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Middlebury register. (Middlebury, Vt.) 1886-1937, January 24, 1913, Image 2

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JANUARY 24, 1913.
liothing so rapidly restores health
and vigor as SCOTT'S EMULSION.
It is the essence of naturnl body
nourishnicnt, so nicdically perfect
that nature imuicdiately appropri
atcs and distributes it to every
organ, every tissue feeding,
iiourisliing and restoring tliein to
Donnal activity.
patent medicine, but is nature's
body-nourislnnent with curative,
upbuilding properties and without
a drop of drug or alcohol. It con
tains su'pcrior cod liver oil, the
liypophosphites of lime and soda
with glyccrine, and is so delicately
emulsified that it enters the system
without digestive effort builds,
tones and sustains.
After croup, whooping cough,
ineasles and other child ailinciits it
is nature's ally in restoring health.
After grippe or pneumoma it
imparts streugth and health, and
for colds, coughs, sore, tight chests
and throat troubles SCOTT'S
EMULSION gives the greatest relief
SCOTT & Bowne, Bloomfield. N.J. 12-59
The state of New York thinks it
very remarkable fact that it has seven
livincr ex-irovernors. Vermont has
thirteen of them : Stewart, Barstow,
Pingree, Ormsbue, DillinKham, I'age,
Woodbury, Grout, Smith, Stickney,
McCulloufrh, Prouty and Mead. The
former state beats us, however, in that
among its number are two ex-vice pres-
idents and one ex-president. The best
that we can do is one ex-congressman
and one ex-United States senator,
Stewart, and two present United States
senators Dillingham and Page. Mor
risville News and Citizens.
A newspaper bulletin says: ' "Freight
TrainWrecked, Delaware, Ohio. Every
thing smashed, but no lives lost." We
are glad no lives were lost, but we
happcn to know what that train was
loaded with February magazines from
the plant of the Crowell Publishing
company at Springfield, Ohio, to New
England subscribers of The American
Magazine and The Woman's Home
Cornpanion. The loss of tens of thous
ands of February magazines is not a
big thing in itself, but it will probably
cause the scratching of a good many
pens by disappointed subscribers whose
copies wil! be delayed a few day.s. No
publisher likes his freight fast that
The rural mail carriers are experienc
ing some didiculties in ndjusting the
parcels post afTairs. Many customers
fail to realize there are limitations to,
the duties nnd powers of the various
carriers. One postman found a note in
a box requesting him to purchase five
yards of dark print like sample and a
mop wringer, and please, she would pay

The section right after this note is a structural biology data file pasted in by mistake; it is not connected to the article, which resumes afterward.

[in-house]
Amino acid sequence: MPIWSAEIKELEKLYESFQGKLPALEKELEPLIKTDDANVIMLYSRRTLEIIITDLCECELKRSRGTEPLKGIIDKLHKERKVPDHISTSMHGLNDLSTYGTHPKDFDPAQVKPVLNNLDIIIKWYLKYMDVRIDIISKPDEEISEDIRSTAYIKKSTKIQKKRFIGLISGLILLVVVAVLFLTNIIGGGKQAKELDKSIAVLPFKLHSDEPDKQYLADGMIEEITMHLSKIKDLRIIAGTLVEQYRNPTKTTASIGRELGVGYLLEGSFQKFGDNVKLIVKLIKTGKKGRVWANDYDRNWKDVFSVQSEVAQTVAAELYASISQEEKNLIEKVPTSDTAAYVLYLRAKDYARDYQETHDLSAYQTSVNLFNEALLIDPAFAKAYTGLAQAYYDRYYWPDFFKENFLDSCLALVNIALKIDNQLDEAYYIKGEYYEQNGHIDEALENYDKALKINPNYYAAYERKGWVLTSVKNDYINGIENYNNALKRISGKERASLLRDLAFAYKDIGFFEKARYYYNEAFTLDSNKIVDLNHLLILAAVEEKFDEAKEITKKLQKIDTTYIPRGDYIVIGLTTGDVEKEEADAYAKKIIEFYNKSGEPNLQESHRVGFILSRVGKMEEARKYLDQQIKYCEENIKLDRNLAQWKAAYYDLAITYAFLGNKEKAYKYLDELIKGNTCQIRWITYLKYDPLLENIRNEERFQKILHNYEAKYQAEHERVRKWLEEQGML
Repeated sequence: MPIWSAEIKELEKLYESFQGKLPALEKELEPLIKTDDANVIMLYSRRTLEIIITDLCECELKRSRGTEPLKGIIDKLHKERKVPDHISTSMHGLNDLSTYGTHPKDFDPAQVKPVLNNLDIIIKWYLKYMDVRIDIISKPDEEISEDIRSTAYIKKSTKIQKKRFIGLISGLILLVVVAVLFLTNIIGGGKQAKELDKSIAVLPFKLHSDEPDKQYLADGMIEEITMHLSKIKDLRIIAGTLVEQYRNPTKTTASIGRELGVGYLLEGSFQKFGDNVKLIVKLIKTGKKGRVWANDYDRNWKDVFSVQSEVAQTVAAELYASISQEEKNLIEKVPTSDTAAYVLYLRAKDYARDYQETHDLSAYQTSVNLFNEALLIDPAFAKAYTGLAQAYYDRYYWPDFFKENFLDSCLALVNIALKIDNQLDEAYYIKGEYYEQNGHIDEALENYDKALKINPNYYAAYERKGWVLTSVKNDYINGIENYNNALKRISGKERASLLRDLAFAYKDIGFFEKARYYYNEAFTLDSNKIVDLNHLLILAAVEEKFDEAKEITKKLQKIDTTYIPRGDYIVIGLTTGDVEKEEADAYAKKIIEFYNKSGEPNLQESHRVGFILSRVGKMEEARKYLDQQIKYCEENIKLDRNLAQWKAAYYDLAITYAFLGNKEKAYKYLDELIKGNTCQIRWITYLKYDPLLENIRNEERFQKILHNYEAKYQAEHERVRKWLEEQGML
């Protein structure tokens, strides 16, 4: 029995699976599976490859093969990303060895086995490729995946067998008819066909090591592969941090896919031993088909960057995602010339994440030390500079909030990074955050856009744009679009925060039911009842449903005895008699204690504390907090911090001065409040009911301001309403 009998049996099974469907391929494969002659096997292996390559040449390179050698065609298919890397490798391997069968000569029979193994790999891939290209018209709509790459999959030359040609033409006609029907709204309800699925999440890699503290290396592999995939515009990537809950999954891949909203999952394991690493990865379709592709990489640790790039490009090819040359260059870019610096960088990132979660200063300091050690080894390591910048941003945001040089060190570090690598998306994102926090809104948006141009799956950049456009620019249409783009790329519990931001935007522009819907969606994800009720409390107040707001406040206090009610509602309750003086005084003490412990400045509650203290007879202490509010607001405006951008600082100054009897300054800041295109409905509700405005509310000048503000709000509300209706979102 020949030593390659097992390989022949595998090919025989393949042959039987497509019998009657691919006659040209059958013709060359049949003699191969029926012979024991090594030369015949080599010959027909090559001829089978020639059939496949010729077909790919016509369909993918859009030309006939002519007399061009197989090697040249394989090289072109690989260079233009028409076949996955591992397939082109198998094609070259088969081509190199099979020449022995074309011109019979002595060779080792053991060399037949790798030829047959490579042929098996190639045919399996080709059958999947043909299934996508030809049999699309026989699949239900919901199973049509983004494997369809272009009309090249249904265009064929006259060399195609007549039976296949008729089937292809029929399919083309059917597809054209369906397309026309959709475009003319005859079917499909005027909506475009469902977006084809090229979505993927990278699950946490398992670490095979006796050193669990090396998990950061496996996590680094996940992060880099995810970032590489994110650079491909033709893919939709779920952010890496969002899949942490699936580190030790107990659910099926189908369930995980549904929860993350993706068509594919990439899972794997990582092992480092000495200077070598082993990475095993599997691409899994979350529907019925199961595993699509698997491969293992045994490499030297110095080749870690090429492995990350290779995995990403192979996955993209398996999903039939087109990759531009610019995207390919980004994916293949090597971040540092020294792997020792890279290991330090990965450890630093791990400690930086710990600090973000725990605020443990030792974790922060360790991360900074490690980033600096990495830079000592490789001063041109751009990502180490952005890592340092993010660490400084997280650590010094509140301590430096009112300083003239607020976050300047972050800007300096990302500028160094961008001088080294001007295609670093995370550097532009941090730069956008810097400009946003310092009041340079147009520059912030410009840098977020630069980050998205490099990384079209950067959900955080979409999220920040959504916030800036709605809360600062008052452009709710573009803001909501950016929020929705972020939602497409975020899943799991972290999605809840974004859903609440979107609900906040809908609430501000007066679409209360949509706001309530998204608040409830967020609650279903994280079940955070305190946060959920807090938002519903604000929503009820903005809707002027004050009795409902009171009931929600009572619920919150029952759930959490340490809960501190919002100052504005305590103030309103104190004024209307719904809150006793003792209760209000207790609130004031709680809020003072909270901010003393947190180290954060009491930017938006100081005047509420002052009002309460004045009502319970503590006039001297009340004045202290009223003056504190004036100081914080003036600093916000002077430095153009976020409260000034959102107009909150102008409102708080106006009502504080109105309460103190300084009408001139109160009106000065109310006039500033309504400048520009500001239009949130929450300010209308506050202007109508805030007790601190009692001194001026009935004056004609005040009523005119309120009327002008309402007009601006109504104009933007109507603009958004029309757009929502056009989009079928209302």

when he brought the things. Another
patron more thritty enclosed a dollar
bill for which she desired the carrier to
bring her two boxes of patent medicine
and five lengths of stove pipe. There
is so much to learn about size, weight,
and mailable mntter that it is not
strange that all sorts of requests come
in. Northfield News.
The death at the ripe age of eighty
seven of Mrs. Julia C. R. Dorr of Rut
land removes the noble woman who was
recognized in the literary world as
Vermont's most gifted poetess. If she
had been less a poet, she might have
become more famous as an author of
prose, especially as a novelist, for in
her earlier life she wrote a number of
works of fiction that won wide-spread
recognition for her as a billiant novel
ist. As years went by Mrs. Dorr was
moved more and more by the inspira-
tion of the muse, and in the course of
time her beautiful sentiments came to
find expression principally in poetic
form. Mrs. Dorr's "Poems," "After
noon Songs," and other poetic works
breathe the sweet spirit which animat-
ed her and reflect her unflagging love of
Vermont as well as the beautiful home
life which characterized her as a wife
and as a mother. Burlington Free
To a young New York woman bolongs
the credit for breaking tho world's type
writer speed record for one hour's con
tinuous writing on unfamiliar matter.
Making only G8 errors, she copied 7,219
words in tho hour. Five words being
deducted for each error, her score was
0,879, or an nverage of 115 words a
The performance was marvelous, if
not particularly useful. If the words
uveraged six lotters each, as they prob
ably did, the writing of 115 in one min
ute would require about 700 separate
motions, or an average of about 10
movements of the fingers every second.
I'lngers must Keep pace with tho eye
and brain, and tho brain must not get
too far ahead of the fingers. There
must be perfect co-ordination of nerve
nnd muscle.
As a psychological phenomenon tho
pounding of a typewriter at such a kill
ing pacc is noteworthy. But it is the